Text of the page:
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SCIENCE (52)

CHEMISTRY
SCIENCE Paper - 2
Aims: 3. To acquire skills in proper handling of apparatus
and chemicals.
1. To acquire the knowledge of terms, concepts,
processes, techniques and principles related to 4. To develop scientific temper, attitude and
the subject. problem solving skills.
2. To develop the ability to apply the knowledge 5. To recognize Chemical Science as having
of contents and principles of chemistry in an important impact on the environment
unfamiliar situations. relating to cycles in nature; natural
resources, pollution.
CLASS IX

There will be one paper of two hours duration of terms of molecular motion (particles, atoms,
80 marks and Internal Assessment of practical work molecules); Boyle’s Law and Charles’ Law;
carrying 20 marks. absolute zero; gas equation; simple relevant
The paper will be divided into two sections, calculations.
Section I (40 marks) and Section II (40 marks). The behaviour of gases under changes of
Section I (compulsory) will contain short answer temperature and pressure; explanation in
questions on the entire syllabus. terms of molecular motion (particles, atoms,
molecules). Boyle’s Law (statement,
Section II will contain six questions. Candidates mathematical form, simple calculations).
will be required to answer any four of these six
questions. Charles’ Law; (statement, mathematical
form, simple calculations). Absolute zero;
Note: All chemical reactions should be studied with Kelvin scale of temperature. Gas equation
reference to the reactants, products, conditions, P1 V1 / T1 = P2 V2 / T2; simple relevant
observations and the (balanced) equation.
calculations based on gas equation.
1. Matter and its Composition: Law of (ii) Relationship between Kelvin Scale and
Conservation of mass Celsius Scale of temperature; Standard
(i) Explanation of change of state of matter temperature and pressure.
on the basis of Kinetic Theory of Matter. Conversion of temperature from Celsius
Main postulates of Kinetic Theory of Matter Scale to Kelvin scale and vice versa.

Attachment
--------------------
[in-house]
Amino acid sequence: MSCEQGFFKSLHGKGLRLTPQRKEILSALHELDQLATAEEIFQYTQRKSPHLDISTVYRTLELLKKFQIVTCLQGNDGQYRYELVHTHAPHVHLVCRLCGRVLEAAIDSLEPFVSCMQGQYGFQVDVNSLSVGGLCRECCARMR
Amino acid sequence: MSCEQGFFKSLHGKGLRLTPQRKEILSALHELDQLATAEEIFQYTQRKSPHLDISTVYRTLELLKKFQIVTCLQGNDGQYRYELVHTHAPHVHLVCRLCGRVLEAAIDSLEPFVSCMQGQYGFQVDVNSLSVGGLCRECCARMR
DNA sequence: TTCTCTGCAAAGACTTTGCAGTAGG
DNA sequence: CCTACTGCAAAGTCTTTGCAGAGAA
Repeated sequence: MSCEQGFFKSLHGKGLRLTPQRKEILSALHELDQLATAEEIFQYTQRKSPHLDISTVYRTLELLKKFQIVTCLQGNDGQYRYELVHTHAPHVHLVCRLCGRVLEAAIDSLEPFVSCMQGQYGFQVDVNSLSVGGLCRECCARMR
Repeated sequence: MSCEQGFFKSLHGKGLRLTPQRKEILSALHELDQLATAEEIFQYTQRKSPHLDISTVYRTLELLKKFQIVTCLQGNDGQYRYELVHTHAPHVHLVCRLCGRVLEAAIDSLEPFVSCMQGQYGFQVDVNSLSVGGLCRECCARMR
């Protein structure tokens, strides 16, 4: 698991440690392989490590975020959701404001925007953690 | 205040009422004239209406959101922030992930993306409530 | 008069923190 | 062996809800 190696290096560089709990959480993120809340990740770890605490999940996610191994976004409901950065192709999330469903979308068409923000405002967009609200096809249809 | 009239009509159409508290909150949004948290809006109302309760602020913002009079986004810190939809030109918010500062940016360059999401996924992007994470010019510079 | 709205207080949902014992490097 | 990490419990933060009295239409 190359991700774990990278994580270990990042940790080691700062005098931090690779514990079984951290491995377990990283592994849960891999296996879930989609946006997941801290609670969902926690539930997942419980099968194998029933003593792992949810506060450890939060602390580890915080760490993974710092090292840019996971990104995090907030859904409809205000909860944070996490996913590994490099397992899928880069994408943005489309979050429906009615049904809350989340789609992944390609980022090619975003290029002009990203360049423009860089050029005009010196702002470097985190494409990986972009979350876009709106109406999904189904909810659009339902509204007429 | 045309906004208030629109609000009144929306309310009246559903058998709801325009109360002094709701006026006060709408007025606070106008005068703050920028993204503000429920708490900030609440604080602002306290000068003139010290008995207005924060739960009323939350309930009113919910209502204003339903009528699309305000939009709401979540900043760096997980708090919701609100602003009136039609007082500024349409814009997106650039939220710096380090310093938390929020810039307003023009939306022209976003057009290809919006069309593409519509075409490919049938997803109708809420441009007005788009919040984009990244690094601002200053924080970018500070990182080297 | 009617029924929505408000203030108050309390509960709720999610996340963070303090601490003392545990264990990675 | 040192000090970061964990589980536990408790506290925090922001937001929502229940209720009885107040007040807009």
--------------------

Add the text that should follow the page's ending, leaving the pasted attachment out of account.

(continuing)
and explanation of change of state on the Standard temperature and pressure. (simple
basis of. Inter-particle space and Inter- calculations).
particle attraction and collision.
3. Elements, Compounds and Mixtures
(ii) Law of Conservation of Mass (i) General characteristics and differences
Statement and explanation with examples. between elements, compounds and
mixtures.
2. Study of Gas Laws Reasons for considering a substance as an
(i) The behaviour of gases under changes of element, compound or mixture may be given
temperature and pressure; explanation in to make the concepts clear.
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(ii) Types of mixtures: of two solids, a solid and non-metals; mono, di, tri and tetra valent
a liquid, two liquids, liquid and gas, two elements.
gases. Radicals – definition of radicals; formula and
Definition of mixture; each type of mixture valencies of the radicals and formula of
should be shown to the students (including compounds.
both homogeneous and heterogeneous Chemical equation – definition and examples of
types) – true solution, suspension and chemical equations with one reactant and two
colloidal solution to make the concepts or three products, two reactants and one
clear. product, two reactants and two products and
two reactants and three or four products;
(iii) Separation of mixtures involving - use of a balancing of equations. (By partial equation
solvent, filtration, evaporation and method and hit and trial method)
distillation, fractional distillation, simple
paper chromatography Centrifugation 5. Physical and Chemical Changes
immiscible liquid.
(i) Definitions and distinction between
The following examples should be used to Physical and Chemical changes.
illustrate the principles of separation of
mixtures by using following methods Simple experiments like dissolution of sugar
in water, burning of paper should be shown
(a) use of solvent and filtration (e.g. sodium to make the concepts of physical and
chloride + sand, (water as solvent), chemical change clear. More examples of
carbon and sulphur (Carbon tetra such type may be given.
chloride as solvent)
(ii) Conditions for chemical change.
(b) evaporation e.g. sodium chloride from
Close contact, heat, light, electricity,
its aqueous solution
pressure, catalysts with examples.
(c) distillation e.g. purification of water
(iii) Types of chemical change.
containing dissolved solids.
Direct combination; decomposition;
(d) fractional distillation involves the displacement; double decomposition with
difference in boiling points of liquids examples.
e.g. benzene + toluene.
(iv) Energy changes in a chemical change.
(e) simple paper chromatography (limited
to separation of colouring matter in Exothermic and endothermic reactions with